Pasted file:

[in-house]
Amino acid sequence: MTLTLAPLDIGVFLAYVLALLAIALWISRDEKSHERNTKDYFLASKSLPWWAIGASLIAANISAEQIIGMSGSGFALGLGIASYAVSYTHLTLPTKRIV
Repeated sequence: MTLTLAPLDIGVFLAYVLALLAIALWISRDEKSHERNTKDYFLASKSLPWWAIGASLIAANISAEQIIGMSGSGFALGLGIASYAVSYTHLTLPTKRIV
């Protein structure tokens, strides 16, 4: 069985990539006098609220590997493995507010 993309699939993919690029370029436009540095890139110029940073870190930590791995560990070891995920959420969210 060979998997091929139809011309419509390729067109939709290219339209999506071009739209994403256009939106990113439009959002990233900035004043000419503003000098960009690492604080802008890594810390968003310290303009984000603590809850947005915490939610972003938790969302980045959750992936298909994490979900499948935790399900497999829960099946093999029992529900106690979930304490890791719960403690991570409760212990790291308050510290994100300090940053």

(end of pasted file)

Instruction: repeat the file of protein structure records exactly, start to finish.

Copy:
[in-house]
Amino acid sequence: MTLTLAPLDIGVFLAYVLALLAIALWISRDEKSHERNTKDYFLASKSLPWWAIGASLIAANISAEQIIGMSGSGFALGLGIASYAVSYTHLTLPTKRIV
Repeated sequence: MTLTLAPLDIGVFLAYVLALLAIALWISRDEKSHERNTKDYFLASKSLPWWAIGASLIAANISAEQIIGMSGSGFALGLGIASYAVSYTHLTLPTKRIV
């Protein structure tokens, strides 16, 4: 069985990539006098609220590997493995507010 993309699939993919690029370029436009540095890139110029940073870190930590791995560990070891995920959420969210 060979998997091929139809011309419509390729067109939709290219339209999506071009739209994403256009939106990113439009959002990233900035004043000419503003000098960009690492604080802008890594810390968003310290303009984000603590809850947005915490939610972003938790969302980045959750992936298909994490979900499948935790399900497999829960099946093999029992529900106690979930304490890791719960403690991570409760212990790291308050510290994100300090940053």